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Lorenzo Carter: Athletic EDGE and classical music aficionado

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Outside linebacker Lorenzo Carter brings some much-needed athleticism to the Giants’ defense.

Vanderbilt v Georgia Photo by Scott Cunningham/Getty Images

The New York Giants are excited about their draft. Not only did they get they player they felt was the best in the draft, but then get an unlikely steal with their second pick. They also got a player that many are calling a steal with their (first) third round pick as well. Lorenzo Carter made waves with an impressive performance at the NFL Scouting Combine, where the 6’5”, 245 pound outside linebacker proved to be an elite athlete.

Carter knows just what kind of athlete he is, and thinks that he can help the Giants’ defense.

“I feel I bring a lot of athleticism, versatility,” he said. “I can do a lot of things out there, and just energy. I’m young, I have a lot of energy. I want to soak it all in, soak it in from the vets, soak it in from the coaches and just be a sponge.”

Being a sponge is important, as Carter will have to adjust from college to the NFL, and is expected to be a major contributor on the Giants’ defense.

About that adjustment, he said, “I think the biggest challenge has been getting in the playbook, making sure I understand all the adjustments we need to make and learning the terminology. Everywhere you go, it’s going to be different terminology, so you just want to be speaking the same language as the coaches.”

Head coach Pat Shurmur agreed that the terminology, the “language” of the defense, but also maintains that the defense’s alingment will be familiar

“The terminology is different,” Shurmur said, “but for the most part, how we align and how he lines up is similar to what he did at Georgia.”

That aligns with an observation made by Landon Collins earlier in the season. Collins noted that James Bettcher’s defense “feels like home” and was similar to the defense he played in which he played at Alabama. Kirby Smart, who is now Georgia’s head coach, was Collins’ defensive coordinator for all three years under Nick Saban at Alabama.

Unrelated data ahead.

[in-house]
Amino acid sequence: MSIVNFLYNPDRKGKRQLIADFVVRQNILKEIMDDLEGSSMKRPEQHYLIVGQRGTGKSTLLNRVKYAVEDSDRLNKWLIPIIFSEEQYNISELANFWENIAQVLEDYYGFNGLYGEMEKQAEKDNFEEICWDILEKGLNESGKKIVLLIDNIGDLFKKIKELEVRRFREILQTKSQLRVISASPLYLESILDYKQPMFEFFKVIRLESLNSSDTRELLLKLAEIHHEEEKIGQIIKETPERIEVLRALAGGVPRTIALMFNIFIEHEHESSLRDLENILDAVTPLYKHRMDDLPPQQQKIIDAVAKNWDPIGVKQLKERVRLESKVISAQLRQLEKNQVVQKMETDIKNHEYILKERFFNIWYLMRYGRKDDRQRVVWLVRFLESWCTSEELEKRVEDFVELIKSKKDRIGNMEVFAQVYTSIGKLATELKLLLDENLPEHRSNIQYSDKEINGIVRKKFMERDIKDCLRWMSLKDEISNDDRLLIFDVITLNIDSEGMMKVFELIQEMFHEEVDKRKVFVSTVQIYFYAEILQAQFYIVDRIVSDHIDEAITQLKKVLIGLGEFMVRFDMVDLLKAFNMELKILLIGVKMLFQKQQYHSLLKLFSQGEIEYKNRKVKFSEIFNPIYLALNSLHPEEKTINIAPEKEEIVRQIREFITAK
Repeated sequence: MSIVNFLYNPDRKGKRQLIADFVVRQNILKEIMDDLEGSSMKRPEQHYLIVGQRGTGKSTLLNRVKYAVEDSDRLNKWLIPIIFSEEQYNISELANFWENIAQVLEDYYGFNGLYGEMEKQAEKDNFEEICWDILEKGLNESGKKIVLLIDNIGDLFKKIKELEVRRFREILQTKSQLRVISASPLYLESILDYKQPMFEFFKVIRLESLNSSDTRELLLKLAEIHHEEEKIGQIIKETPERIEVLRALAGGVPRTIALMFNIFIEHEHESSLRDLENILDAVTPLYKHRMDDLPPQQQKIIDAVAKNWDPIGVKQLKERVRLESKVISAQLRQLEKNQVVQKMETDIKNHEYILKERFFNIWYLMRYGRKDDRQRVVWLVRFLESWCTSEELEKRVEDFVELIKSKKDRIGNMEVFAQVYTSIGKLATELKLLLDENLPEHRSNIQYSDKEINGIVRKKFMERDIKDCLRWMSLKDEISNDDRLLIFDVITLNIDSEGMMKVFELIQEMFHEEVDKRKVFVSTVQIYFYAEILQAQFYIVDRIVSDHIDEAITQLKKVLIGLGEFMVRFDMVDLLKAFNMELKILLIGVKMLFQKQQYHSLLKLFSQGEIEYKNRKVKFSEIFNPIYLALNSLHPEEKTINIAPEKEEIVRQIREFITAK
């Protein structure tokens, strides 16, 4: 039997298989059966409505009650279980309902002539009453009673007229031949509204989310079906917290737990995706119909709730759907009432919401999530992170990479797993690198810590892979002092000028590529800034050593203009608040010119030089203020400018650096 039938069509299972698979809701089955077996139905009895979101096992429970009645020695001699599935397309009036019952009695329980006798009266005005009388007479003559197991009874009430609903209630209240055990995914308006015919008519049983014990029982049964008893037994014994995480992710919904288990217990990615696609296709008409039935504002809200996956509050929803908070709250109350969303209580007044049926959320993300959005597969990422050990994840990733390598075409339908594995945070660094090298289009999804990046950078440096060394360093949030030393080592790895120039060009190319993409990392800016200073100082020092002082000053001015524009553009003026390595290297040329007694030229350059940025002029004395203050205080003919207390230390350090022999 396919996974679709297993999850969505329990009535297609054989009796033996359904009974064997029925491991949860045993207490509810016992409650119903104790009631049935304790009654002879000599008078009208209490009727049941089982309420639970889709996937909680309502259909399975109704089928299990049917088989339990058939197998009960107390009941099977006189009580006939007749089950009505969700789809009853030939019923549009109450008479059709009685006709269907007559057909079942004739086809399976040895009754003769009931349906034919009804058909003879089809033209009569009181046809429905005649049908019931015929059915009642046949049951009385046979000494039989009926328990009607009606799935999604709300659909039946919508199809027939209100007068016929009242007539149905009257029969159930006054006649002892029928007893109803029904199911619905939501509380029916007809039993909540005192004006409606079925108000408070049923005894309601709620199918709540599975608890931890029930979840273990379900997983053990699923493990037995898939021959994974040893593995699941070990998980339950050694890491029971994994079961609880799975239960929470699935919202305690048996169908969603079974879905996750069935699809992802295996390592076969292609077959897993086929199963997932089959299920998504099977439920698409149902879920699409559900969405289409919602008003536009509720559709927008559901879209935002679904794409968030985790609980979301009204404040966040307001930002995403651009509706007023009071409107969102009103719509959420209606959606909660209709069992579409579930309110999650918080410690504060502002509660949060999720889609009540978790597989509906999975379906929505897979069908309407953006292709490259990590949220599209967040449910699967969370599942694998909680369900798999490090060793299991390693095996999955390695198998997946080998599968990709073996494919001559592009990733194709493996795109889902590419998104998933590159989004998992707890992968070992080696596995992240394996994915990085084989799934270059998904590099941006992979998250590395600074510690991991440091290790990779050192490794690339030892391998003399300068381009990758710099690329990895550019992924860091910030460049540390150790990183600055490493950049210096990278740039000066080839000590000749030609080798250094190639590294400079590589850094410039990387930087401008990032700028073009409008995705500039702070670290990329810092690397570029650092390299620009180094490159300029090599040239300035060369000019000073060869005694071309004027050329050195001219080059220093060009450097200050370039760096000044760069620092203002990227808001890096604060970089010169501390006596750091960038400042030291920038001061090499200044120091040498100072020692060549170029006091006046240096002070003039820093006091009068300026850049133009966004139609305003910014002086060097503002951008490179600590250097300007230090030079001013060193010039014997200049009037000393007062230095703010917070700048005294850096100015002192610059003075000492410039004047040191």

“The main similarity when you come out here,” Carter said, “it’s time to go to work. We can have fun, but keep the main thing the main thing. Be where your feet are. We are out here to work and get better and that’s what we are going to do every day. The coaches are going to be on you from the first whistle to the last one.”

Carter’s press conference also had a lighter moment as Carter revealed that he is a big fan of Classical music. When asked if the Giants would play Classical during practices, Carter said, “I might have to talk to somebody about that. I don’t know if that would be a great time for classical music. I would be down with it.”

Although, he clarified that Classical is more of a post-game music choice for him.

(Speaking personally, I think you could make a decent pre-game playlist with Gustav Holst’s Mars, Winter and Summer (presto) from Vivaldi’s “Four Seasons” suite, and the third movement of Beethoven’s “Moonlight Sonata” and of the “Apassionata”.)

Carter said that he got in to Classical early in life, saying, “In elementary school, fifth grade, I started to play the cello and it stuck with me. I love the sound of wood instruments, and I just fell in love with classical music.”

A reporter noted that Dalvin Tomlinson is a multi-instrumentalist as well, and that the two should form a band. Carter seemed to like the idea, saying, “I see what you’re talking about. We can get a band together real quick.”